Spotting Distant Threats
New Laser Method Uses "Avalanche Breakdown" to Detect Radioactive Material
Physicists at the University of Maryland have developed a new method to detect radioactive material—one that could be scaled up and used to scan trucks and shipping containers at ports of entry, providing a powerful tool to fight smuggling of these dangerous materials.
By using an infrared laser beam to induce a phenomenon known as an electron avalanche breakdown near the material, the new technique is able to detect shielded material from a distance. To counter the threat of nuclear terrorism, federal law requires all cargo containers arriving at U.S. ports to be screened for radioactive threats; this method improves upon current technologies that require close proximity to the radioactive material.
The researchers described their proof-of-concept experiments in a research paper published Friday in the journal Science Advances.
“Traditional detection methods rely on a radioactive decay particle interacting directly with a detector. All of these methods decline in sensitivity with distance,” said Robert Schwartz, a physics doctoral student at UMD and the lead author of the research paper. “The benefit of our method is that it is inherently a remote process. With further development, it could detect radioactive material inside a box from the length of a football field.”
As radioactive material decays, it emits particles that strip electrons from—or ionize—nearby atoms in the air, creating a small number of free electrons that quickly attach to oxygen molecules. By focusing an infrared laser beam into this area, Schwartz and his colleagues easily detached these electrons from their oxygen molecules, sparking an avalanche-like rapid increase in free electrons that is relatively easy to detect.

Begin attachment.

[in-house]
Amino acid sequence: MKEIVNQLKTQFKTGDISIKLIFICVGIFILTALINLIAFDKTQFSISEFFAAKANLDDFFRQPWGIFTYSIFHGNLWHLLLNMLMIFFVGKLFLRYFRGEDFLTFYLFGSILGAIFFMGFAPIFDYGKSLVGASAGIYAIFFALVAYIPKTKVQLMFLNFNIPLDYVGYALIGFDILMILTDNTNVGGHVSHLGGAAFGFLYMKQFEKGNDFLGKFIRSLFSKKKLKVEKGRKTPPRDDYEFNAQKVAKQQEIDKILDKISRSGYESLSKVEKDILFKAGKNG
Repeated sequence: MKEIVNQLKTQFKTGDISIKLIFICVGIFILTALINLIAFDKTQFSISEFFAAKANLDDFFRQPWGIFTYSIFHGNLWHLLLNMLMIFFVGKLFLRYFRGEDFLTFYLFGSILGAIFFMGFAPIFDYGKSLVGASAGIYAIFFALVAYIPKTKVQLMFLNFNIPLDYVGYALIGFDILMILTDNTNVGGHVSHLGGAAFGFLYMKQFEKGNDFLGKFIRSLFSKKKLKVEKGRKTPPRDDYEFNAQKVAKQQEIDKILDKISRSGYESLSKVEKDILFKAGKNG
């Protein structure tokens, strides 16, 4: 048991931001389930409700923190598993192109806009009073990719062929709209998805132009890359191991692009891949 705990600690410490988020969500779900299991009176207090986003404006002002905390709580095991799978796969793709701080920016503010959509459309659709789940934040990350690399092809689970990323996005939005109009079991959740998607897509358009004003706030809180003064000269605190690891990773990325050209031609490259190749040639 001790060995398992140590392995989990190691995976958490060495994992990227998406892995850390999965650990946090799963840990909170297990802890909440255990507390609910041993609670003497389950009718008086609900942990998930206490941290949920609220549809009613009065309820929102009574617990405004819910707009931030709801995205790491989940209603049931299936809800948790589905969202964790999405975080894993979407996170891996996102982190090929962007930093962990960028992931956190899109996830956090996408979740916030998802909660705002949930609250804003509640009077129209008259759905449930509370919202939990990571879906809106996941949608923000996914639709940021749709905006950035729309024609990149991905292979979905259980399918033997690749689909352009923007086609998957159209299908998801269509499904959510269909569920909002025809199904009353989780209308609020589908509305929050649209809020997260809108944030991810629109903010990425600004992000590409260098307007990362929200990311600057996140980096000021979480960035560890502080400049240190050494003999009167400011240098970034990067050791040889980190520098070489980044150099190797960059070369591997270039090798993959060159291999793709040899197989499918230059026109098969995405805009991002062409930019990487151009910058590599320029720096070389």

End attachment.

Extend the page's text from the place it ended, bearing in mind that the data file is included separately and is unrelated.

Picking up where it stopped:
“This is not a new phenomenon, but we are the first to use an infrared laser to seed an avalanche breakdown for radiation detection,” said Howard Milchberg, a professor of physics and electrical and computer engineering at UMD and senior author of the research paper. “The laser’s infrared wavelength is important, because it can easily and specifically detach electrons from oxygen ions,” added Milchberg, who also has an appointment at UMD’s Institute for Research in Electronics and Applied Physics (IREAP).
As the air in the laser’s path begins to ionize, it has a measurable effect on the infrared light reflected, or backscattered, toward a detector. By tracking these changes, Schwartz, Milchberg and their colleagues were able to determine when the air began to ionize and how long it took to reach full ionization.
The timing of the ionization process, or the electron avalanche breakdown, gives the researchers an indication of how many seed electrons were available to begin the avalanche. This estimate, in turn, can indicate how much radioactive material is present in the target.
“Timing of ionization is one of the most sensitive ways to detect initial electron density,” said Daniel Woodbury, a physics doctoral student at UMD and a co-author of the research paper.
The researchers say that their method is highly specific and sensitive to the detection of radioactive material. Without a laser pulse, radioactive material alone will not induce an electron avalanche. Similarly, a laser pulse alone will not induce an avalanche, without the seed electrons created by the radioactive material.
While the method remains a proof-of-concept exercise for now, the researchers envision further engineering developments that they hope will enable practical applications to enhance security at ports of entry across the globe.
“Right now we’re working with a lab-sized laser, but in 10 years or so, engineers may be able to fit a system like this inside a van,” Schwartz said. “Anywhere you can park a truck, you can deploy such a system. This would provide a very powerful tool to monitor activity at ports.”
In addition to Milchberg, Schwartz and Woodbury, UMD-affiliated co-authors of the research paper include Phillip Sprangle, professor of physics and electrical and computer engineering with an appointment at IREAP, and Joshua Isaacs, a physics doctoral student.